JERUSALEM -- Israeli riot police on Friday pushed and beat pallbearers at the funeral for slain Al Jazeera journalist Shireen Abu Akleh, causing them to briefly drop the casket in a surprising start to the procession.
The scenes of violence were likely to add to the sense of grief and outrage across the Arab world that has followed the death of Abu Akleh, who witnesses say was killed by Israeli troops Wednesday during a raid in the occupied West Bank. They also illustrated the deep sensitivities over east Jerusalem -- which is claimed by both Israel and the Palestinians and has sparked repeated rounds of violence.
Abu Akleh, 51, was a household name across the Arab world, synonymous with Al Jazeera's coverage of life under Israeli rule, which is well into its sixth decade. A 25-year veteran of the satellite channel, she was revered by many Palestinians as a local hero.
Thousands of people, many waving Palestinian flags and chanting "Palestine! Palestine!" attended the funeral. It was believed to be the largest Palestinian funeral in Jerusalem since Faisal Husseini, a Palestinian leader and scion of a prominent family, died in 2001.
Ahead of the burial, a large crowd gathered to escort her casket from an east Jerusalem hospital to a Catholic church in the nearby Old City. Many of the mourners held Palestinian flags, and the crowd began shouting, "We sacrifice our soul and blood for you, Shireen."
Shortly after, Israel police moved in, pushing and clubbing mourners. As the helmeted riot police approached, they hit pallbearers, causing one man to lose control of the casket as it dropped toward the ground. Police ripped Palestinian flags out of people's hands and fired stun grenades to disperse the crowd.
Al Jazeera correspondent Givara Budeiri said the police crackdown was like killing Abu Akleh again. "It seems her voice isn't silent," she said during a report by the broadcaster.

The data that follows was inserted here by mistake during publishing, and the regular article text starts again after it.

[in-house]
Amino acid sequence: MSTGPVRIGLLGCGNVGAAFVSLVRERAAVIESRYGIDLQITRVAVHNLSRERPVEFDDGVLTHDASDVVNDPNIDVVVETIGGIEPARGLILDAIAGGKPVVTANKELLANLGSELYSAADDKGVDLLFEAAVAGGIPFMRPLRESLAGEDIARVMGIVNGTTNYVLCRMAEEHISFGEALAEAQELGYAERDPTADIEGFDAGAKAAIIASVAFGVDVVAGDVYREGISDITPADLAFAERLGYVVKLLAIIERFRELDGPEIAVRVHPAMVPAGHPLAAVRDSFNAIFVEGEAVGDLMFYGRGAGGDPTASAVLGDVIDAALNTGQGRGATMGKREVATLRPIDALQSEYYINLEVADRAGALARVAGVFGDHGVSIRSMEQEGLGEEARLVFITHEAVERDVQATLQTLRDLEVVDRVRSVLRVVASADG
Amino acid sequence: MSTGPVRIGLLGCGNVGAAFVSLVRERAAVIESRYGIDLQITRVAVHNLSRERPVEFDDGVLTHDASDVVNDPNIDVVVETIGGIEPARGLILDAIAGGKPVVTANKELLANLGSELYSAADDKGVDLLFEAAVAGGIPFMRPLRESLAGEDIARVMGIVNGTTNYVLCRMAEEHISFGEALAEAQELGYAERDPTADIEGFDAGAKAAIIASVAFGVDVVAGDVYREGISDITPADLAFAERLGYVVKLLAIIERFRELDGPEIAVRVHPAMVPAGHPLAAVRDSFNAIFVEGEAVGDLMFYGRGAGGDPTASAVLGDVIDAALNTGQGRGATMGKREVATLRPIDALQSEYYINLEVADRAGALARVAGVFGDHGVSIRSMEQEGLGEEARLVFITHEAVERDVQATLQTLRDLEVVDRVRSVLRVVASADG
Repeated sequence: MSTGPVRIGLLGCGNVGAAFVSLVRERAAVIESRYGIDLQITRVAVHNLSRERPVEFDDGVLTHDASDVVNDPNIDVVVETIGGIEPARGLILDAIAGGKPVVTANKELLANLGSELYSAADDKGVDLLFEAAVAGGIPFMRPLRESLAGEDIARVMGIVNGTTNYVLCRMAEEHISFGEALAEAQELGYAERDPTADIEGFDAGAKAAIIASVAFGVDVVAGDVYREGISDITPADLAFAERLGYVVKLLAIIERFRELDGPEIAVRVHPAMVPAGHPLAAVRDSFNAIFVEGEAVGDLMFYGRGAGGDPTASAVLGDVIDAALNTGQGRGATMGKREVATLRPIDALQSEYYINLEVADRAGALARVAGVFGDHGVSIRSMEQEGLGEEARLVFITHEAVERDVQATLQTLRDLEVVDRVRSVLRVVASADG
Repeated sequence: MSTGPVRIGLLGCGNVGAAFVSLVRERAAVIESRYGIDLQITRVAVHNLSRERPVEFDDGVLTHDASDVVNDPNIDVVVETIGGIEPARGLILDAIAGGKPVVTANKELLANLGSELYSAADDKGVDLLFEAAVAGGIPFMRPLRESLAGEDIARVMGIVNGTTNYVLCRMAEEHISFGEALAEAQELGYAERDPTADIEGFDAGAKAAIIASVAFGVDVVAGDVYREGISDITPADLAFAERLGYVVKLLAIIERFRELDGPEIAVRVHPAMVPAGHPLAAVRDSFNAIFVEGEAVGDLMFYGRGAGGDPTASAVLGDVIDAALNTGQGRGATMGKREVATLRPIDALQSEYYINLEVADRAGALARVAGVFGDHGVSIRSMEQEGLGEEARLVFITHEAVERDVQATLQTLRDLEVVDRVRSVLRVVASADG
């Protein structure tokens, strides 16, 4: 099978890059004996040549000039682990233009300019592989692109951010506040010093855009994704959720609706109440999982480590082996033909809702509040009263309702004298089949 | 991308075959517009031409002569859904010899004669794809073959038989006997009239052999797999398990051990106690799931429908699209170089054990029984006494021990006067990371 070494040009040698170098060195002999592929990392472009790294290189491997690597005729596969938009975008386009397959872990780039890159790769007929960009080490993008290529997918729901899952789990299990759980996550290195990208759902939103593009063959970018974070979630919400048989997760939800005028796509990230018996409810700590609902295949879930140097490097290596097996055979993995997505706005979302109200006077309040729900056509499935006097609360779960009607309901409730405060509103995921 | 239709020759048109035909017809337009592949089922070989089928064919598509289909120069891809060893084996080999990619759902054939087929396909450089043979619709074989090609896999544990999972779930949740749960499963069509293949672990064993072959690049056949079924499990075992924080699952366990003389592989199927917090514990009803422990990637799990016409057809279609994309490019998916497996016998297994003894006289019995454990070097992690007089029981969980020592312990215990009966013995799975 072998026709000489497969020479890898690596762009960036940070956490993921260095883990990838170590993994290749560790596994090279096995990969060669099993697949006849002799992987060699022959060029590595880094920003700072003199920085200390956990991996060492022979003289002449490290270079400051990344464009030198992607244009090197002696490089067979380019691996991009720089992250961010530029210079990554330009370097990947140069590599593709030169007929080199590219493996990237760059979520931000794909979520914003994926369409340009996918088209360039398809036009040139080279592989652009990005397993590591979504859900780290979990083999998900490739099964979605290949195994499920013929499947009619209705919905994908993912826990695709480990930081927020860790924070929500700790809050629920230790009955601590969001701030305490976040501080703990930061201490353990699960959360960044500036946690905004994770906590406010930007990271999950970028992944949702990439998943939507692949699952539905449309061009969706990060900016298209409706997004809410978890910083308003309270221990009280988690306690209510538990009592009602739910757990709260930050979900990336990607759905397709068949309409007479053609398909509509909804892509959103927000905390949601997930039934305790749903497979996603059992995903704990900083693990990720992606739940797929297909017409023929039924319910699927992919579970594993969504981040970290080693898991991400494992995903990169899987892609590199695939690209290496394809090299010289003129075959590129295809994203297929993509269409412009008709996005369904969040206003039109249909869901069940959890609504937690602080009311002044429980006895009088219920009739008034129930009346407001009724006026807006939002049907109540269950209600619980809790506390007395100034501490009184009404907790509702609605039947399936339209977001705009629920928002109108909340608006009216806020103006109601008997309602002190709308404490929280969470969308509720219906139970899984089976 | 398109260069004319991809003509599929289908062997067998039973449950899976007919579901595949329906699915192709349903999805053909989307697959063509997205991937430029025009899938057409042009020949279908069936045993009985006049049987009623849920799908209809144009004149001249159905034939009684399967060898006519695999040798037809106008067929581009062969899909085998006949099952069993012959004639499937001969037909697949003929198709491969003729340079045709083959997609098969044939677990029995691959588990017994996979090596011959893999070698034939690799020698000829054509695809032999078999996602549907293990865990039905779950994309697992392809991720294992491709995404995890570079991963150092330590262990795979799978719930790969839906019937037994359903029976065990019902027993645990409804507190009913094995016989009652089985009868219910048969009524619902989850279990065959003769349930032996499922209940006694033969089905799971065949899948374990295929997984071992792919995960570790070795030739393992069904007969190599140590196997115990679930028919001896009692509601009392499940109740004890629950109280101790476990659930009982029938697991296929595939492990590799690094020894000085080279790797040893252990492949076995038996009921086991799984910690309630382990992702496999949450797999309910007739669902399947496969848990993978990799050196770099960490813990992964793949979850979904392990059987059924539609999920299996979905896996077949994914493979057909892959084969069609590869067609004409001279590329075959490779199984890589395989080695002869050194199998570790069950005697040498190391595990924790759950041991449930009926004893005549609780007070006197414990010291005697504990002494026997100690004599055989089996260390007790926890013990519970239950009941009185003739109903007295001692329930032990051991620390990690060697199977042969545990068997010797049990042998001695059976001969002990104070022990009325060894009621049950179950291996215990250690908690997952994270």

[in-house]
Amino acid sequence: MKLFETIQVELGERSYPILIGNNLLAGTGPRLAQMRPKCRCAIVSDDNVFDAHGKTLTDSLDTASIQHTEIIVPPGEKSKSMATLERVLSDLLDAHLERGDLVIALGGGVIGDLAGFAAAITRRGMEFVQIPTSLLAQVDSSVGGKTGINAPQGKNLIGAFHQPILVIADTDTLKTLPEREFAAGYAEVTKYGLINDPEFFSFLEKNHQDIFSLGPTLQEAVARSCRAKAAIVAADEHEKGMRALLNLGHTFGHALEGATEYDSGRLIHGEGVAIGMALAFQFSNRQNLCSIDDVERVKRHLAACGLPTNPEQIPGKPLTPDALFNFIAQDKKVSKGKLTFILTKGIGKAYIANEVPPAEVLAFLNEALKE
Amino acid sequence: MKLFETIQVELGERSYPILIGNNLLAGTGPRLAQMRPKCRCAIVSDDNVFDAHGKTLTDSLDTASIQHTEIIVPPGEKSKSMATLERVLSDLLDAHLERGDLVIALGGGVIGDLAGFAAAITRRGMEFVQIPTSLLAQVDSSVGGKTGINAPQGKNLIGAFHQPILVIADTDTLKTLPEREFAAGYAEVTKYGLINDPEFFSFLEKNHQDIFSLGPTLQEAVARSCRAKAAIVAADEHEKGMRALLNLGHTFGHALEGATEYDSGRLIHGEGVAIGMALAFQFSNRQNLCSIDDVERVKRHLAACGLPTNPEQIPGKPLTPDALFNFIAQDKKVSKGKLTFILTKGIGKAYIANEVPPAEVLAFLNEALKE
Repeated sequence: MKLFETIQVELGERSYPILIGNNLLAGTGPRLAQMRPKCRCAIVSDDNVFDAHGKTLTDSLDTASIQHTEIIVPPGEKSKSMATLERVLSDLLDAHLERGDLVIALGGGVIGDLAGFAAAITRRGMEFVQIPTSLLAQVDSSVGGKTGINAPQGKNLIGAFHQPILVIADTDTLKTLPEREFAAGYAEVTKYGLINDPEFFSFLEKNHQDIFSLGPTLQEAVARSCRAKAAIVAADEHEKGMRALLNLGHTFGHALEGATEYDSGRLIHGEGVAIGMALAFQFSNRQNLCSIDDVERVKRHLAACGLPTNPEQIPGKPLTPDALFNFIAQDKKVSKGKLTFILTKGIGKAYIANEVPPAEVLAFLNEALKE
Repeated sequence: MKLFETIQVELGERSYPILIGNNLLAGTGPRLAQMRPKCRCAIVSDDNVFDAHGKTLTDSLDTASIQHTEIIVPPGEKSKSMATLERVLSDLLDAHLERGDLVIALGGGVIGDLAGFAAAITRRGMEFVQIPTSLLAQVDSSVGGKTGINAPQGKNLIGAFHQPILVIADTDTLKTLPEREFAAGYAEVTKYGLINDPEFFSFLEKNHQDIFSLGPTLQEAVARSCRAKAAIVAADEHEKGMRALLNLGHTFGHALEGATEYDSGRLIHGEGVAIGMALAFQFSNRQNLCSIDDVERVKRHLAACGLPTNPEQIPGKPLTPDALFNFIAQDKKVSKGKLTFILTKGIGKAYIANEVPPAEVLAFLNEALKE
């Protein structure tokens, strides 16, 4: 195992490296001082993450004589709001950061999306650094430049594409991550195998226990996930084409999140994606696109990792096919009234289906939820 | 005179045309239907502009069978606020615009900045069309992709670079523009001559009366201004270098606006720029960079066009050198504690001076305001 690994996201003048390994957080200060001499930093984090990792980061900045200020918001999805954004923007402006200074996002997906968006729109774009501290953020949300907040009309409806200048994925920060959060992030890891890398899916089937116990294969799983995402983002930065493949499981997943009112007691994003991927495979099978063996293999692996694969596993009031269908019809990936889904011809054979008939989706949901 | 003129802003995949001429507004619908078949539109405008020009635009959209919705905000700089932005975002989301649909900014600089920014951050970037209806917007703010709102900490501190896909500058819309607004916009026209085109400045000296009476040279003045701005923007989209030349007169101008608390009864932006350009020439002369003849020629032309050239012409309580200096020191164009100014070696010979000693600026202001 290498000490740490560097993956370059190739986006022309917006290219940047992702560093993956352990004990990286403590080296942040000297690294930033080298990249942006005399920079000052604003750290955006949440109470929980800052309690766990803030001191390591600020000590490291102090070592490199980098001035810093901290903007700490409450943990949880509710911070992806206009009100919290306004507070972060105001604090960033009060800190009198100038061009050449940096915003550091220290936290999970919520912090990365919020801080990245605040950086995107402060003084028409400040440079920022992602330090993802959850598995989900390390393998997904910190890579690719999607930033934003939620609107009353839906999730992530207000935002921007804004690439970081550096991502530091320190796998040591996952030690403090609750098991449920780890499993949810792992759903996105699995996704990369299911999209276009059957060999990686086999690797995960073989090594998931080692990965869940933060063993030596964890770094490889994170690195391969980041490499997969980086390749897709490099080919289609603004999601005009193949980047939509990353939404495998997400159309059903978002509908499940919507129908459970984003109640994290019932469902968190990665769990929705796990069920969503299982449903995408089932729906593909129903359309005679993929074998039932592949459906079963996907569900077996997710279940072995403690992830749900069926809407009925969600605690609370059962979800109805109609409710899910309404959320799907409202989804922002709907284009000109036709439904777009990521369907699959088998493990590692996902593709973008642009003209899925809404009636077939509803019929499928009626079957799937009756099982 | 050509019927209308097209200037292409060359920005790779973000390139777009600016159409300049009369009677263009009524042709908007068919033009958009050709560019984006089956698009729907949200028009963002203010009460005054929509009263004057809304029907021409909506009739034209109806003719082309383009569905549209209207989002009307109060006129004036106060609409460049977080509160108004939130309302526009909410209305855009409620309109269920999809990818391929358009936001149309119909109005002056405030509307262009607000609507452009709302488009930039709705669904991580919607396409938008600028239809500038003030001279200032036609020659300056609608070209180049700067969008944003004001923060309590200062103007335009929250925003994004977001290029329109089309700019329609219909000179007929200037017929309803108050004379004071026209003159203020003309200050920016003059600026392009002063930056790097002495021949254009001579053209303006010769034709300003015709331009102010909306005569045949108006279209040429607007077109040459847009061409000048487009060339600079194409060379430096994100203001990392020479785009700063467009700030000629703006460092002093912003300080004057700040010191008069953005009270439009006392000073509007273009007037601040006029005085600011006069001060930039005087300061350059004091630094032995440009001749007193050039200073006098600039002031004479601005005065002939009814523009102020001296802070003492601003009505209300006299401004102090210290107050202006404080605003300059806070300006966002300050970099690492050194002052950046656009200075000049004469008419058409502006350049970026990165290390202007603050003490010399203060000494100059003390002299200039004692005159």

Police said the crowd at the hospital was chanting "nationalist incitement," ignored calls to stop and threw stones at them. "The policemen were forced to act," police said. They issued a video in which a commander outside the hospital warns the crowd that police will come in if they don't stop their incitement and "nationalist songs."
An Israeli official said the details of the funeral had been coordinated with the family ahead of time to ensure it would run smoothly, but that "masses began gathering around the hearse of Shireen Abu Akleh and chaos ensued," preventing the procession from going along its intended route. The official spoke on condition of anonymity in line with regulations.
Earlier this week, Abu Akleh's brother, Tony, said the original arrangement was to move the casket in a hearse from the hospital to the church, and that after the service, it would be carried through the streets to the cemetery. It was not immediately clear why those plans had changed and pallbearers emerged from the hospital carrying the casket.
Al Jazeera said in a statement that the police action "violates all international norms and rights."
"Israeli occupation forces attacked those mourning the late Shireen Abu Akhleh after storming the French hospital in Jerusalem, where they severely beat the pallbearers," it said. The network added that it remains committed to covering the news and will not be deterred.
White House press secretary Jen Psaki called the images "deeply disturbing."
The focus should be "marking the memory of a remarkable journalist who lost her life," Psaki said. "We regret the intrusion into what should have been a peaceful procession."
U.S. President Joe Biden was asked whether he condemns the Israeli police actions at the funeral, and he replied: "I don't know all the details, but I know it has to be investigated."
Information for this article was contributed by Majdi Mohammed, Fares Akram, Edith M. Lederer and Aya Batrawy of The Associated Press.